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Since the federal campaign officially began, Kathleen Wynne has actively sought out opportunities to insert herself into it. (Nathan Denette/The Canadian Press)
Since the federal campaign officially began, Kathleen Wynne has actively sought out opportunities to insert herself into it. (Nathan Denette/The Canadian Press)

Liberals unsure if Wynne a boon or a bane for Trudeau in Ontario Add to ...

With their fate resting largely on their ability to break through in the country’s largest province, Justin Trudeau’s Liberals need what Kathleen Wynne has.

They need the hundreds of political staff who work for her provincial Liberal government to hit the ground, helping run local campaigns or knocking on doors in their spare time. They need the experience that comes with having run winning provincial campaigns in ridings where they have been wiped off the map federally. They need her party’s volunteer lists, and whatever other data it has been able to share.

Just how much they need the Ontario Premier herself, though, is a different question. On that front, views among federal Liberals are more mixed – not that her personal level of involvement in the current federal campaign is necessarily up to them.

“No matter what we say, I think she wants to be involved in some capacity,” a member of Mr. Trudeau’s campaign team said this week.

Harbouring apparently genuine animosity toward Stephen Harper, in part because of his opposition to (and obstruction of) her effort to introduce a provincial pension program, Ms. Wynne is aiming to use her political capital to try to get the Conservatives out of office.

Since the federal campaign officially began, she has actively sought out opportunities to insert herself into it. Attacking Mr. Harper for the early writ drop, she volunteered that he “thinks Canadians can be bought.” On national radio and while attending the opening of a Liberal candidate’s campaign office, she suggested nation-building projects such as a national railroad wouldn’t have happened under Mr. Harper’s watch.

What is not entirely clear is whether Ms. Wynne has much political capital at the moment. Fifteen months after the past Ontario election, she is at the point in her mandate where a government’s support often ebbs, because it is getting heavy lifting out of the way well before it faces voters again. Several public opinion polls have shown the provincial Liberals taking a hit.

Members of Ms. Wynne’s camp said this week that internal polling shows her in much better shape. And a top official on Mr. Trudeau’s camp backed that up, describing her as the most popular of Ontario’s provincial leaders.

Among other federal Liberals, there is a general consensus that Ms. Wynne is indeed helpful in downtown Toronto, where the Premier’s urbane persona continues to play relatively well, and where she is expected to soon appear alongside Mr. Trudeau at a campaign event. But among some campaign officials and candidates, there is a belief she is as much a hindrance as a help elsewhere – including not just rural and small-town ridings, where they are in tough regardless, but also suburban battlegrounds.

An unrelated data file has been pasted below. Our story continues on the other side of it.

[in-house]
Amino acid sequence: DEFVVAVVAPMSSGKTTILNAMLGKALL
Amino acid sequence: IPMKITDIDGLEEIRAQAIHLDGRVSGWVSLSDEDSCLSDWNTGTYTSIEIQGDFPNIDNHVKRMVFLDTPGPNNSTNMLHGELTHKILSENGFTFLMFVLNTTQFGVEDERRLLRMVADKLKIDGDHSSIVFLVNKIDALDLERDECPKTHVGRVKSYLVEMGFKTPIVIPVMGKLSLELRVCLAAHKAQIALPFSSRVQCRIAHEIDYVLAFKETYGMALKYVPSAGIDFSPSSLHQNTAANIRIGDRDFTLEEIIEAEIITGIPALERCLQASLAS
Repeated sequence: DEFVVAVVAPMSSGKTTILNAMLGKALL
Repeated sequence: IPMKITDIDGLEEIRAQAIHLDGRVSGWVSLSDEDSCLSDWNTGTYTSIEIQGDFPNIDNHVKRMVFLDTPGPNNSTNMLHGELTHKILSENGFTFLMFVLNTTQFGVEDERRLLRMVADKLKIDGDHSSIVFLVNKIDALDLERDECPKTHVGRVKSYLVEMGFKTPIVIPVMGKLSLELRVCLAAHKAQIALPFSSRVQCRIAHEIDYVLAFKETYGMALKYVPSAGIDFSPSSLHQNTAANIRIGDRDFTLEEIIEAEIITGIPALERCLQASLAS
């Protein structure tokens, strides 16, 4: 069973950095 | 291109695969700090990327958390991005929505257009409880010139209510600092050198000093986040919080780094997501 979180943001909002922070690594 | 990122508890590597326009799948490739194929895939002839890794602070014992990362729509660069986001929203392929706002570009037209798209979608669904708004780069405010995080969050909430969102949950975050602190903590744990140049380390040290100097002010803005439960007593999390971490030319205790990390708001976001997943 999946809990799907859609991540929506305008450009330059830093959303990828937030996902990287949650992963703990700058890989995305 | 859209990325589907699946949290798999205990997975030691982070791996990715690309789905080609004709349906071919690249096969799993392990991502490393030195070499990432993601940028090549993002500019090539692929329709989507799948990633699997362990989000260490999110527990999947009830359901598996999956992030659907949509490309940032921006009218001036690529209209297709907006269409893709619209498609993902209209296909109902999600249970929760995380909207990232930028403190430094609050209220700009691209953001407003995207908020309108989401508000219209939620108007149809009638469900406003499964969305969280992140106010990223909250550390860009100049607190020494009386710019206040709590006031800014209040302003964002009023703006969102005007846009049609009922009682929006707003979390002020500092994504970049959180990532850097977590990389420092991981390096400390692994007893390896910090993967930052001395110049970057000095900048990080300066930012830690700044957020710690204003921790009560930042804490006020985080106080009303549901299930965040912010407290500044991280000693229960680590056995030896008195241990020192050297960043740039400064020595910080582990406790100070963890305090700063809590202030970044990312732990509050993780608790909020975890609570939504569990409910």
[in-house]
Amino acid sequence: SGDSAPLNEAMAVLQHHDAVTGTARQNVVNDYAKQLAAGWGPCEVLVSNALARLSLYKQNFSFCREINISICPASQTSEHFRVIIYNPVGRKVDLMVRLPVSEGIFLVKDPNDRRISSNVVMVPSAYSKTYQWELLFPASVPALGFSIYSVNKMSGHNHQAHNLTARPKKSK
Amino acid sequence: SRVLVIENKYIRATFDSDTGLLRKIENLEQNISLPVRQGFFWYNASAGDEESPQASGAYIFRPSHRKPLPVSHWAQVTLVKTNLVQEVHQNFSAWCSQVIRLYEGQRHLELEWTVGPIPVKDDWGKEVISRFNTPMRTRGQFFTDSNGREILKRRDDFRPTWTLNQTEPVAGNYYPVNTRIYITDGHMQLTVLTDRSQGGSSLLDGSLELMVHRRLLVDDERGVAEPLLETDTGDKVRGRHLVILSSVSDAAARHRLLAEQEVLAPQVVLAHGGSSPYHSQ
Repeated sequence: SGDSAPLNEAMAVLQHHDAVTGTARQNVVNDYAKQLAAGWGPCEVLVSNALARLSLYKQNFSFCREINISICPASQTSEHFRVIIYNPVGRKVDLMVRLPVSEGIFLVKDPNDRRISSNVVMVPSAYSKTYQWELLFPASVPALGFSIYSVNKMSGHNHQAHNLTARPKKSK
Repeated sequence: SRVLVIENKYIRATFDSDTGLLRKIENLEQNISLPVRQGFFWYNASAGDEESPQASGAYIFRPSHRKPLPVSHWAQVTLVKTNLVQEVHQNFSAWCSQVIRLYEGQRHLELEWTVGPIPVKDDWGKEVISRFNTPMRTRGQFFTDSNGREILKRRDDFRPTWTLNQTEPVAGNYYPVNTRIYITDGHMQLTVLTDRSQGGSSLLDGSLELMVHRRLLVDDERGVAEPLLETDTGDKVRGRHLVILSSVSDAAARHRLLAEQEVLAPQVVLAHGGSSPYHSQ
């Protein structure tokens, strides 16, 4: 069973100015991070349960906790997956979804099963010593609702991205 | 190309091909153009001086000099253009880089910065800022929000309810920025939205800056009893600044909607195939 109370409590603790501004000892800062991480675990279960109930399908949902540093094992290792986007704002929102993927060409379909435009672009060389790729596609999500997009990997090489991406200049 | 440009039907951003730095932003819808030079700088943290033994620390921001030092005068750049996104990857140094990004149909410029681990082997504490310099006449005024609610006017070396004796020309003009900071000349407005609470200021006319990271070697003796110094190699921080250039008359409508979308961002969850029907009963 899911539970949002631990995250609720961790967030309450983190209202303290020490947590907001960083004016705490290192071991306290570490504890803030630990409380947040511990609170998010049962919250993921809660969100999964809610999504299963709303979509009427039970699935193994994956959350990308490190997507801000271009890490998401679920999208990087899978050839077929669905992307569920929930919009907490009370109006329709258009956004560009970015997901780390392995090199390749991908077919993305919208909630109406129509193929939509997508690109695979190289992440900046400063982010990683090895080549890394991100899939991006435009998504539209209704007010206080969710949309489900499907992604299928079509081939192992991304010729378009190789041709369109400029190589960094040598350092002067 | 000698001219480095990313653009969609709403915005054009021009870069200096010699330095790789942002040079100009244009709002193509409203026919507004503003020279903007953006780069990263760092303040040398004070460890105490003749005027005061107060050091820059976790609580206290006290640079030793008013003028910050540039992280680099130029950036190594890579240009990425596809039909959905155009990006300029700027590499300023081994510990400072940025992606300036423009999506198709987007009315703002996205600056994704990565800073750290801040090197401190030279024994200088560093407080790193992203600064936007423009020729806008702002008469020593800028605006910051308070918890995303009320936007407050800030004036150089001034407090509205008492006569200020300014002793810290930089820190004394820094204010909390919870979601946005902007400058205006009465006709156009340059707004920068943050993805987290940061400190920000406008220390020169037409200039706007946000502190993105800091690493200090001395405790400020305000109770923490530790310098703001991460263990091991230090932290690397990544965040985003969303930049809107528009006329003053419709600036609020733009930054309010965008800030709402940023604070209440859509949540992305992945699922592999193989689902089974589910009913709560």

There are three flashpoints, or potential ones, they tend to cite.

The one that got the most attention over the first half of this year, the province’s new sex-education curriculum, is probably least important. Most federal and provincial Liberals alike now say they believe the issue is a net positive for them. Still, there are some pockets – most significantly Toronto-area immigrant communities – where Liberal candidates continue to hear negatively about it.

More relevant is the province’s plan to privatize the energy utility Hydro One. To some left-of-centre voters who defected from the NDP to the Liberals in the past Ontario election, it looks like a betrayal. To others, it’s a reminder of their overall unhappiness with provincial energy policies and rising prices.

Most worrisome for the Liberals in terms of how it could play over the balance of the campaign is the province’s contract impasse with teachers, and the potential for job action this fall. Members of Mr. Trudeau’s team concede that, if matters come to a head, they may have to limit their leader’s time in Ontario around the start of the school year.

Tying these last two in particular together, and any other grievances besides, is the potential for a general sense of fatigue with a provincial government in power for a dozen years, and currently spending lots of time in voters’ faces. As Mr. Trudeau competes with the NDP’s Thomas Mulcair to establish himself as a change agent, having Ms. Wynne so visible on his behalf could confuse matters.

But then, a third-place party that won 11 seats in Ontario in the past federal election is hardly in position to second-guess a Premier who led her party to more than five times that number. Unlike Mr. Trudeau, on whom the jury is out, Ms. Wynne has already proven herself a strong campaigner. Picking a fight with Mr. Harper at the start of last year’s provincial campaign worked out well for her, and perhaps her instincts are right again.

And if those instincts are wrong, there’s not much the federal Liberals can do about it. Needing Ms. Wynne’s organizational help too much to risk alienating her, they’ll just have to take any bad with the good.

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Follow on Twitter: @aradwanski

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